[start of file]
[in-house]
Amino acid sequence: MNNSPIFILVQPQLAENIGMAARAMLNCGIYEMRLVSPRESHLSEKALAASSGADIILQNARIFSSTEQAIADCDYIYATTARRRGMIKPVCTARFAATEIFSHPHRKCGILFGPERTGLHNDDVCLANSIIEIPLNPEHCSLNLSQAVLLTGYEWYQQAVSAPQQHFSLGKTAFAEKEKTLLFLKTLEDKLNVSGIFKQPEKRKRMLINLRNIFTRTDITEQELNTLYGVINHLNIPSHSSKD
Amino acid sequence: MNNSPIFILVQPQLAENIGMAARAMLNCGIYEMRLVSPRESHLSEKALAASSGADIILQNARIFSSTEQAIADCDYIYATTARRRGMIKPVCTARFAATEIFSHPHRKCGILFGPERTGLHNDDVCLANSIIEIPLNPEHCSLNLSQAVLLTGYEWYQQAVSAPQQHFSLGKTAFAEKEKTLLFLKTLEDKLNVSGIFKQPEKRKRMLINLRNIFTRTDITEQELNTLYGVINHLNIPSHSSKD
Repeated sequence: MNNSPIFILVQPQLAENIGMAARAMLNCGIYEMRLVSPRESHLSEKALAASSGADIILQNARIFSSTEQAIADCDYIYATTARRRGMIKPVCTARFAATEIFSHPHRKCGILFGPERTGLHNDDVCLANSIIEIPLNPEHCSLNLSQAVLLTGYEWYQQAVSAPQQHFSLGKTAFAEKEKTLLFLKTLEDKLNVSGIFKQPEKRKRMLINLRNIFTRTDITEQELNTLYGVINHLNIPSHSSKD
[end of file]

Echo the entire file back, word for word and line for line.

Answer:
[in-house]
Amino acid sequence: MNNSPIFILVQPQLAENIGMAARAMLNCGIYEMRLVSPRESHLSEKALAASSGADIILQNARIFSSTEQAIADCDYIYATTARRRGMIKPVCTARFAATEIFSHPHRKCGILFGPERTGLHNDDVCLANSIIEIPLNPEHCSLNLSQAVLLTGYEWYQQAVSAPQQHFSLGKTAFAEKEKTLLFLKTLEDKLNVSGIFKQPEKRKRMLINLRNIFTRTDITEQELNTLYGVINHLNIPSHSSKD
Amino acid sequence: MNNSPIFILVQPQLAENIGMAARAMLNCGIYEMRLVSPRESHLSEKALAASSGADIILQNARIFSSTEQAIADCDYIYATTARRRGMIKPVCTARFAATEIFSHPHRKCGILFGPERTGLHNDDVCLANSIIEIPLNPEHCSLNLSQAVLLTGYEWYQQAVSAPQQHFSLGKTAFAEKEKTLLFLKTLEDKLNVSGIFKQPEKRKRMLINLRNIFTRTDITEQELNTLYGVINHLNIPSHSSKD
Repeated sequence: MNNSPIFILVQPQLAENIGMAARAMLNCGIYEMRLVSPRESHLSEKALAASSGADIILQNARIFSSTEQAIADCDYIYATTARRRGMIKPVCTARFAATEIFSHPHRKCGILFGPERTGLHNDDVCLANSIIEIPLNPEHCSLNLSQAVLLTGYEWYQQAVSAPQQHFSLGKTAFAEKEKTLLFLKTLEDKLNVSGIFKQPEKRKRMLINLRNIFTRTDITEQELNTLYGVINHLNIPSHSSKD